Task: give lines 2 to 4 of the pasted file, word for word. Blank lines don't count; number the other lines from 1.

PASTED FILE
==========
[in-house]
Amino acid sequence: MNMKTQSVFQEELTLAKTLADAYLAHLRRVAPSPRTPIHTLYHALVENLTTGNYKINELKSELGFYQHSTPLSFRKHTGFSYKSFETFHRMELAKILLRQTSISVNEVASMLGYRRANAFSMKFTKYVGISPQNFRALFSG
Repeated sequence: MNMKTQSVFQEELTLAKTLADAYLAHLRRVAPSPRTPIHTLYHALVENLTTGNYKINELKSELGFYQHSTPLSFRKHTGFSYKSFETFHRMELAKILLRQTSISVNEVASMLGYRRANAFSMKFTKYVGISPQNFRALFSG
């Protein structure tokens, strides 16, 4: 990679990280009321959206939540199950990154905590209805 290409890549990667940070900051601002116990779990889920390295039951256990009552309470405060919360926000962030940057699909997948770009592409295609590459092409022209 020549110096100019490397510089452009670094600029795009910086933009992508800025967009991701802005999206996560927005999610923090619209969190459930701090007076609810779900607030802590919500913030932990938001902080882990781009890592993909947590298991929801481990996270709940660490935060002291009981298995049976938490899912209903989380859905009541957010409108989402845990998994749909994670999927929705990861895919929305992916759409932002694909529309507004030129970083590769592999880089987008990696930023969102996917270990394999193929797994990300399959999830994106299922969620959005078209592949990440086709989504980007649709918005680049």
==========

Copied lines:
Amino acid sequence: MNMKTQSVFQEELTLAKTLADAYLAHLRRVAPSPRTPIHTLYHALVENLTTGNYKINELKSELGFYQHSTPLSFRKHTGFSYKSFETFHRMELAKILLRQTSISVNEVASMLGYRRANAFSMKFTKYVGISPQNFRALFSG
Repeated sequence: MNMKTQSVFQEELTLAKTLADAYLAHLRRVAPSPRTPIHTLYHALVENLTTGNYKINELKSELGFYQHSTPLSFRKHTGFSYKSFETFHRMELAKILLRQTSISVNEVASMLGYRRANAFSMKFTKYVGISPQNFRALFSG
């Protein structure tokens, strides 16, 4: 990679990280009321959206939540199950990154905590209805 290409890549990667940070900051601002116990779990889920390295039951256990009552309470405060919360926000962030940057699909997948770009592409295609590459092409022209 020549110096100019490397510089452009670094600029795009910086933009992508800025967009991701802005999206996560927005999610923090619209969190459930701090007076609810779900607030802590919500913030932990938001902080882990781009890592993909947590298991929801481990996270709940660490935060002291009981298995049976938490899912209903989380859905009541957010409108989402845990998994749909994670999927929705990861895919929305992916759409932002694909529309507004030129970083590769592999880089987008990696930023969102996917270990394999193929797994990300399959999830994106299922969620959005078209592949990440086709989504980007649709918005680049």